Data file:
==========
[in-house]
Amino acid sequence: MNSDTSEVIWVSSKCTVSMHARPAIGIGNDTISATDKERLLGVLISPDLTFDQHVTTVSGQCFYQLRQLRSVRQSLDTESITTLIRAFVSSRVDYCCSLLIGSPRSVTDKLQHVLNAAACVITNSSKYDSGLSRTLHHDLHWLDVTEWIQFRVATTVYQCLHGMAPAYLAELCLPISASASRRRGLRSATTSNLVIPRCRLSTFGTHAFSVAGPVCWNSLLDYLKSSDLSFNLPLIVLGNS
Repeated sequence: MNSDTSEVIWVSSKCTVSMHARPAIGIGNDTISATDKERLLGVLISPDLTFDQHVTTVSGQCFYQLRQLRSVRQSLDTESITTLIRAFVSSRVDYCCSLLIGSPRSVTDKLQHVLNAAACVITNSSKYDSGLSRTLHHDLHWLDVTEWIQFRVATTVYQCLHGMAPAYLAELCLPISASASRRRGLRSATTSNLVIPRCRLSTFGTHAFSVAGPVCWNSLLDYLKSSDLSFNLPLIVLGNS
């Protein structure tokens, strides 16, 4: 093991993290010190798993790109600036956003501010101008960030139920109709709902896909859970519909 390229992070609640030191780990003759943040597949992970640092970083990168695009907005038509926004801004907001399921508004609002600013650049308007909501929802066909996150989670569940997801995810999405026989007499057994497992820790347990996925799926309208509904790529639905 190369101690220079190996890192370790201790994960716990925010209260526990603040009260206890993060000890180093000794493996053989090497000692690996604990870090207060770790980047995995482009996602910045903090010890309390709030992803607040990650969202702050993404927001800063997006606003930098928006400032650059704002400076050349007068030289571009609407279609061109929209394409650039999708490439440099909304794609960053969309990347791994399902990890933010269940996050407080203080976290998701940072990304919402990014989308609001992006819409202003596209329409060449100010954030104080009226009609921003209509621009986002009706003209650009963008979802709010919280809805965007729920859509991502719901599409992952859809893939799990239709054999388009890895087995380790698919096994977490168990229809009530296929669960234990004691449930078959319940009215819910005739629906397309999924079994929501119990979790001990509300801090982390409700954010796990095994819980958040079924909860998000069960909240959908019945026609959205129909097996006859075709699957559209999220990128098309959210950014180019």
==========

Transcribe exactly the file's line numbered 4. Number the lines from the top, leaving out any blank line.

């Protein structure tokens, strides 16, 4: 093991993290010190798993790109600036956003501010101008960030139920109709709902896909859970519909 390229992070609640030191780990003759943040597949992970640092970083990168695009907005038509926004801004907001399921508004609002600013650049308007909501929802066909996150989670569940997801995810999405026989007499057994497992820790347990996925799926309208509904790529639905 190369101690220079190996890192370790201790994960716990925010209260526990603040009260206890993060000890180093000794493996053989090497000692690996604990870090207060770790980047995995482009996602910045903090010890309390709030992803607040990650969202702050993404927001800063997006606003930098928006400032650059704002400076050349007068030289571009609407279609061109929209394409650039999708490439440099909304794609960053969309990347791994399902990890933010269940996050407080203080976290998701940072990304919402990014989308609001992006819409202003596209329409060449100010954030104080009226009609921003209509621009986002009706003209650009963008979802709010919280809805965007729920859509991502719901599409992952859809893939799990239709054999388009890895087995380790698919096994977490168990229809009530296929669960234990004691449930078959319940009215819910005739629906397309999924079994929501119990979790001990509300801090982390409700954010796990095994819980958040079924909860998000069960909240959908019945026609959205129909097996006859075709699957559209999220990128098309959210950014180019």